Friday, April 22, 2011

Don’t Answer That Interview Question

Inappropriate interview questions and how to respond (diplomatically).

By Lisa Vaas

He was in his early 50s, and he looked every bit of it.

The questions on the job application went right to his age.

After stewing over the form and discarding his first draft, he filled out a second copy. Then, he sat and waited for his interview. As he waited, an attractive, young woman entered the room for a job interview.
She was called in before him. She wound up getting the job.

He didn’t. He did, however, receive $50,000 after filing age-discrimination claims with the U.S. Equal Employment Opportunity Commission (EEOC).

The above encounter happened to a friend of Matt Rosen, who shared the story with TheLadders but asked not to identify his friend.

Rosen has seen employment discrimination from almost every angle. He has been a certified labor and employment attorney since 1981, has worked in human resources since 1995, and recently found himself looking for a new job. He’s been on both sides of the interview table and witnessed many inappropriate questions that can lead to discrimination.

“Every place, it’s mind-boggling,” said Rosen, who recently began HR and legal work for Franklin Street Financial in Florida. “You are always asked for birth dates, for EEOC (-related information such as race and disability status). ... Places, in my viewpoint, just ask for too much.”

The reason interviewers ask inappropriate questions varies. Sometimes they discriminate, as they did in the scenario above. Sometimes they need the information for internal statistics, he said.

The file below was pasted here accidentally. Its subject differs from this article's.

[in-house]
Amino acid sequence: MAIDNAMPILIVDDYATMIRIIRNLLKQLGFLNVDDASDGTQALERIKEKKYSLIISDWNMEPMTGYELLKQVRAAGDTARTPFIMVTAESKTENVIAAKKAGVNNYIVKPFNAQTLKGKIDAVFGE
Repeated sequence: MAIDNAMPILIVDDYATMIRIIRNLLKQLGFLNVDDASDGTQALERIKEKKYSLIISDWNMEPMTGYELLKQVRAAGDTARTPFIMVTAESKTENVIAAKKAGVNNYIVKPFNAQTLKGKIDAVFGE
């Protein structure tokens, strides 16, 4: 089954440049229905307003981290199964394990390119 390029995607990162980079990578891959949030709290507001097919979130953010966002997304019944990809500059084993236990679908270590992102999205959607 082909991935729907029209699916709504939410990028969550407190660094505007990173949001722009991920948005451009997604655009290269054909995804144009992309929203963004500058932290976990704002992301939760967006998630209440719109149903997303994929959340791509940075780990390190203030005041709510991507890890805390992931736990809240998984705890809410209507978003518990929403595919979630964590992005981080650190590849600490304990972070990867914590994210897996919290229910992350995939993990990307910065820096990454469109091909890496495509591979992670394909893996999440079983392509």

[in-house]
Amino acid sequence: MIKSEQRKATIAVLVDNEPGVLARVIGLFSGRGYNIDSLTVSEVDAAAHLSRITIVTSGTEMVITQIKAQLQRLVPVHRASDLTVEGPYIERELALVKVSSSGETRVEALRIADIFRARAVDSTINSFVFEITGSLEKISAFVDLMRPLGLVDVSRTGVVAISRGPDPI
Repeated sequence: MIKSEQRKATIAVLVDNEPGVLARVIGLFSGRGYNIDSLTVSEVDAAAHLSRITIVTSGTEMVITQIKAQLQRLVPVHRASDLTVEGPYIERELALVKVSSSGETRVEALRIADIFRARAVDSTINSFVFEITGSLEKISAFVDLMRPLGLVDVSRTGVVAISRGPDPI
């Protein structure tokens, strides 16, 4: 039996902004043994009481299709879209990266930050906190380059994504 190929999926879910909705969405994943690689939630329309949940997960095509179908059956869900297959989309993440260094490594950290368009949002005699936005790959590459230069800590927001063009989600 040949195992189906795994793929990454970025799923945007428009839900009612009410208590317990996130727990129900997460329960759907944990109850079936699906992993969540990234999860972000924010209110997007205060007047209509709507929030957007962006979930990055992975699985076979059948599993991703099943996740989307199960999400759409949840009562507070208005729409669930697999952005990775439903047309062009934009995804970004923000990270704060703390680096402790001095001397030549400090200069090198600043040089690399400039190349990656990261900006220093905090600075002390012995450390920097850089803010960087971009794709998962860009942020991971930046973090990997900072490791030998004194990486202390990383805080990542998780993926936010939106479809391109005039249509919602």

And then sometimes interviewers are simply trying to make conversation, according to Ellen B. Vance, senior consultant and advisory services practice leader for Titan Group, a Richmond, Va., human-resources consulting firm. “Many inexperienced hiring managers use questions about family as an icebreaker for interviews, not realizing that what seem to them as innocent inquiries about spouse, children, etc., are unlawful.”

Most job seekers don’t want to sue over these practices. They just want to know how to deal with them diplomatically. Job seekers want to avoid appearing combative and thus jeopardizing their chances of being hired and want to avoid handing over information that can be used against them in discriminatory situations. Knowing what questions to shy away from is the starting point, and knowing how to skirt them is the next step.

Answer the questions they should have asked
Vance typically advises job seekers to redirect inappropriate questions back to the interviewer. For example, if asked whether you have children, you can respond by saying, “It sounds like family is important to you — tell me about yours.”

“By redirecting, the applicant is not placed in the situation of being perceived as adversarial,” Vance said. If an interviewer presses, she suggests that another response option is, “I am perplexed by your question because I cannot determine why my age/my marital status/my nationality is critical to performing this job. Would you shed some light on why you are asking this question?”

“If that doesn’t cause the interviewer to catch their mistake, then the applicant is left only with the option of saying, ‘I would prefer not to respond to that question,’” Vance said.
Don’t answer these questions - to find out which questions and how to answer read the complete Ladders article 

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